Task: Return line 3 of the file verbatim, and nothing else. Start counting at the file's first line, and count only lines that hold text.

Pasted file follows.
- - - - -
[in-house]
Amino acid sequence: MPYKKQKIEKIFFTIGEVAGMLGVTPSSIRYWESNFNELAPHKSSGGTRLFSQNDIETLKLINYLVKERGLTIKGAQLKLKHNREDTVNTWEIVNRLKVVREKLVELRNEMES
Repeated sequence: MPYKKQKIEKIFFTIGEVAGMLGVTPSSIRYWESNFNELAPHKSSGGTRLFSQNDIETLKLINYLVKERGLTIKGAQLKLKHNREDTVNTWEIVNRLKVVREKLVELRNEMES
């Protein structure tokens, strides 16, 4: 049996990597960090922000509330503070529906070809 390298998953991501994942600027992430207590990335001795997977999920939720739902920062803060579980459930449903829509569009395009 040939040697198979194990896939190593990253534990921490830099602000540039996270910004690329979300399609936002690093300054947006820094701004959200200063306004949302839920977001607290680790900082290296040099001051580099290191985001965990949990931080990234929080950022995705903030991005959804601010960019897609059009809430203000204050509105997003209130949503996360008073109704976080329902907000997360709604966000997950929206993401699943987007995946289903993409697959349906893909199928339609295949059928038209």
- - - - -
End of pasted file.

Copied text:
Repeated sequence: MPYKKQKIEKIFFTIGEVAGMLGVTPSSIRYWESNFNELAPHKSSGGTRLFSQNDIETLKLINYLVKERGLTIKGAQLKLKHNREDTVNTWEIVNRLKVVREKLVELRNEMES